Growing !

Discussion in 'Raising Baby Chicks' started by chittyn, Oct 27, 2011.

  1. chittyn

    chittyn Chillin' With My Peeps

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    The chicks are 6 weeks old now ! I am currently feeding them on crubs and grit but will change to grower soon. When can i move them outside they appear fully feathered now ? Also how can i tell hen from roster ??

    Thanks for all the help still much apreciated
     
  2. SteveBaz

    SteveBaz Chillin' With My Peeps

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    Well first off Isnt it amazing how fast the little devils grow up. Depending on the type of chickens you have they seem to try and crow at different ages. Try and post pictures and there is a lot more qualified folks than me here but I could not even venture to guess without pictures. Good luck to you
     
  3. chittyn

    chittyn Chillin' With My Peeps

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    they are rhode island reds
     
  4. Fred's Hens

    Fred's Hens Chicken Obsessed Premium Member

    You can take them out now. They are feathered. They'll be just fine. While winter is coming, in the Northern hemisphere, it isn't winter yet. I like to use these cool falls days and nights to prepare them. The cool weather now causes them to feather faster and fuller. When winter does come, in another month, they'll be HUGE and all covered well with a nice down coat.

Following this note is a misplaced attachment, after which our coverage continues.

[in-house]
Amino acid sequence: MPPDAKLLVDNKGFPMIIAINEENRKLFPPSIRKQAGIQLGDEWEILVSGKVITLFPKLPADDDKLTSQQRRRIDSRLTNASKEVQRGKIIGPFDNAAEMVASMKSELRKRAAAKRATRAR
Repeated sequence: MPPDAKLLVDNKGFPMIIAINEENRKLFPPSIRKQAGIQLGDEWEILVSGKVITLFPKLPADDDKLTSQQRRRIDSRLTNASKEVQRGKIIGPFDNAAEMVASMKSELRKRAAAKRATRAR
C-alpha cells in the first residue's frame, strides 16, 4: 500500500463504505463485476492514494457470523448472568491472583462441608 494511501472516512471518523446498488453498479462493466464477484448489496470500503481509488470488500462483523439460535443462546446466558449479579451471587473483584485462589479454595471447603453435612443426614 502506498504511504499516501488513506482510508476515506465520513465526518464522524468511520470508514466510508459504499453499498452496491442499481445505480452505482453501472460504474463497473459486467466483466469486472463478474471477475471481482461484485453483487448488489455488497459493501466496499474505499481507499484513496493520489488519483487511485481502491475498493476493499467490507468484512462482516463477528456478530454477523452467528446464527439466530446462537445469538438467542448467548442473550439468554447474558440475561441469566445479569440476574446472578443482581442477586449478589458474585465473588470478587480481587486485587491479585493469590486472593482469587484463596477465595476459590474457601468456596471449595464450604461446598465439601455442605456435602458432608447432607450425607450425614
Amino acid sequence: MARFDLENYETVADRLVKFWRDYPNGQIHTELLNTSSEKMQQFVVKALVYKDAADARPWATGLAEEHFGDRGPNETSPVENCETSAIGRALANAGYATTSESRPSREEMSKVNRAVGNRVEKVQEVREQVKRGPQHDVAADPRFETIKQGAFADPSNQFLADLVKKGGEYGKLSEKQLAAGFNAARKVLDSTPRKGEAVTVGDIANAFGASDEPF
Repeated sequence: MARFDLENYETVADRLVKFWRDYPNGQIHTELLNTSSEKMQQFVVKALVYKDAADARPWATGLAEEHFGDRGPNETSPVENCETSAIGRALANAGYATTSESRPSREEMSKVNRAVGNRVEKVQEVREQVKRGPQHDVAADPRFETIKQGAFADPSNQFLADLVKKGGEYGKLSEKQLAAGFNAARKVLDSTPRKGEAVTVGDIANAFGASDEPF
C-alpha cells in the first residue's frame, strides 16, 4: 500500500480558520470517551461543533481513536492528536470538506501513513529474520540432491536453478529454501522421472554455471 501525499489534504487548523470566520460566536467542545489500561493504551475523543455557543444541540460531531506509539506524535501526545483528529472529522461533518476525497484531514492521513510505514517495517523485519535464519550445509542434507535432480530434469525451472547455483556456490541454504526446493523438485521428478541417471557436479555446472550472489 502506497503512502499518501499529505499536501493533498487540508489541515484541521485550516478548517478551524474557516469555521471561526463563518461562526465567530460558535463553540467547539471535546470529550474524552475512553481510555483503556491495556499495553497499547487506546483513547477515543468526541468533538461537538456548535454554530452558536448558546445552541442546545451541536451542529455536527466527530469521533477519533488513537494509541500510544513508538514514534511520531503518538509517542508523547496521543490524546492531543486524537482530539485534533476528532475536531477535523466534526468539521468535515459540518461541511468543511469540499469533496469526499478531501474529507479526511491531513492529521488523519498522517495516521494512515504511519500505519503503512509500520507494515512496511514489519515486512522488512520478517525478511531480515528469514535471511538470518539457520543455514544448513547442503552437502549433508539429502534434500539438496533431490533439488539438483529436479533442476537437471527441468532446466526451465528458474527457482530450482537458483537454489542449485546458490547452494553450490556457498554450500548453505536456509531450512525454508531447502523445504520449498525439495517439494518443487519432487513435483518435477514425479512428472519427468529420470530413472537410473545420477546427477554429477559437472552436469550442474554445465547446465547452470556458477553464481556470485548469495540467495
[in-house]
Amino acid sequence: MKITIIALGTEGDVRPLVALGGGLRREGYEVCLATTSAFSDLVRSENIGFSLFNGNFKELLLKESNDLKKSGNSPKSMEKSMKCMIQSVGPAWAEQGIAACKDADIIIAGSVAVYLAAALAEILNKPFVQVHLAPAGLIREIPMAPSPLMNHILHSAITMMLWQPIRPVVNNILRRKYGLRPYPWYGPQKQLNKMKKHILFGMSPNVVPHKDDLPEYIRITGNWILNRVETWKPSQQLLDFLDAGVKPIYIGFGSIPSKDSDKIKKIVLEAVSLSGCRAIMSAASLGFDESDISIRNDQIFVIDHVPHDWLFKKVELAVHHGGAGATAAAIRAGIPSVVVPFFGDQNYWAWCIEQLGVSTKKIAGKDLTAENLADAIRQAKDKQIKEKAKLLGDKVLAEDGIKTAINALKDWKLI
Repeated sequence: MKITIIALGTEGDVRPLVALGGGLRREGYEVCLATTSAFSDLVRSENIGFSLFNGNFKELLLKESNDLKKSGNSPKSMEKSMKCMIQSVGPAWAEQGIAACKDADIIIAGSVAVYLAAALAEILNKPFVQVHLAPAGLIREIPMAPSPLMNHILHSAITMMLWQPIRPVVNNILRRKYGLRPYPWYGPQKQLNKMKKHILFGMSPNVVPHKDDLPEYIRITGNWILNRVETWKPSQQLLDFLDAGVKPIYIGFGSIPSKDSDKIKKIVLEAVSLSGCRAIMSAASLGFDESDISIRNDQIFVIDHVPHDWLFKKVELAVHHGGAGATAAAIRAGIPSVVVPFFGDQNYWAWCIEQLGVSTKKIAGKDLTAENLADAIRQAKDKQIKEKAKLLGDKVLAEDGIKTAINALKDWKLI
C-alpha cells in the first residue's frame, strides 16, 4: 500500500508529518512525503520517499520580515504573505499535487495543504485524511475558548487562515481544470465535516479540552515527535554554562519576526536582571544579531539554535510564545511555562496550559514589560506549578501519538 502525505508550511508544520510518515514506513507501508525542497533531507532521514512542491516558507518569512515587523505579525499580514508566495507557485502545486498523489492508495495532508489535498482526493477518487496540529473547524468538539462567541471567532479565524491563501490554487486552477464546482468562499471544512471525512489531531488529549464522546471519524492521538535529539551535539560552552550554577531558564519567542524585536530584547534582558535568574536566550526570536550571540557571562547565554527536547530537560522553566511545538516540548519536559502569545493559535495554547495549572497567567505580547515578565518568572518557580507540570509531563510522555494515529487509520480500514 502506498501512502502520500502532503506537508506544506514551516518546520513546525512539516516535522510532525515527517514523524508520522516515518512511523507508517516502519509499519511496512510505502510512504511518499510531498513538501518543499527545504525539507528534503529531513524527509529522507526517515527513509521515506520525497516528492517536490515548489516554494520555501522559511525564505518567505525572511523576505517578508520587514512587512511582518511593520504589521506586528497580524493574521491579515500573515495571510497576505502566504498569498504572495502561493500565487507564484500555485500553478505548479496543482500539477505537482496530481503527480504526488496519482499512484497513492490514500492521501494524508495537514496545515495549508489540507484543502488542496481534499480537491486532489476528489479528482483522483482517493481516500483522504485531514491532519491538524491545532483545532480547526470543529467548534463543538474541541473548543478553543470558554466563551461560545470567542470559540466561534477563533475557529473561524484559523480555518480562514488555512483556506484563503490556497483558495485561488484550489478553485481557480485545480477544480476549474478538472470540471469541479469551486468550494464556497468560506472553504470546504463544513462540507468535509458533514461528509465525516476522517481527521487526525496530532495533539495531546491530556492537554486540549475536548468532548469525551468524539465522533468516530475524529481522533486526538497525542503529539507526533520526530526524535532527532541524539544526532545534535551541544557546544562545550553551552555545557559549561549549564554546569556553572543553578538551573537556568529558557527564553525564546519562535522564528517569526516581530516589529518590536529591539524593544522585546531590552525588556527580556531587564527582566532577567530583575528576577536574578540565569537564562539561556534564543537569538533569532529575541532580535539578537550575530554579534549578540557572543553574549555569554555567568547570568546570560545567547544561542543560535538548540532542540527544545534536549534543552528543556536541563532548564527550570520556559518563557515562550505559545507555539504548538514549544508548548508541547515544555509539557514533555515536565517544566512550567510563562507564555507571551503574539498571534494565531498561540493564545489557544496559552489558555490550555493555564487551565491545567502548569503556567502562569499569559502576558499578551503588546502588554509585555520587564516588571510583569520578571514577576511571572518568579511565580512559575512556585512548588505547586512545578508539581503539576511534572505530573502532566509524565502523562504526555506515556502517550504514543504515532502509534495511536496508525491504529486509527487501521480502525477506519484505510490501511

5. SteveBaz

    SteveBaz Chillin' With My Peeps

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    Stocky legs more than the hens crop is growing faster on a male than female. The size of the bird should be a bit larger.
     
  6. Fred's Hens

    Fred's Hens Chicken Obsessed Premium Member

    The RIR is little harder to sex than some birds. At 12 weeks, the pullets will still not have much by way of combs and wattles, where the roosters will sprout theirs earlier. Also, the male will eventually sport longer, stringier feathers at the lower back, just before the tail, what are called saddle feathers. A male will eventually grow a long arching tail feathers, while a hen will have shorter, round tipped tail feathers. Also, the crowing will start with the roos. The rooster also has thicker legs and adopts a different, more of a long-legged strut to his walk. His stance is more upright. He stands taller this way, because his job is to keep his head up, looking for intruders, hawks, etc. His instincts instruct him to stand this way and his body matches.

    Hope that helps.
     
  7. chittyn

    chittyn Chillin' With My Peeps

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    thanks for lots of useful tips [​IMG]
     
  8. Dylan6

    Dylan6 Out Of The Brooder

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    Do chicks need any way to roost?
     
  9. SteveBaz

    SteveBaz Chillin' With My Peeps

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    Quote:Sure its one way they sleep and relax.
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  10. Dylan6

    Dylan6 Out Of The Brooder

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    But do baby chicks need a roost?
     

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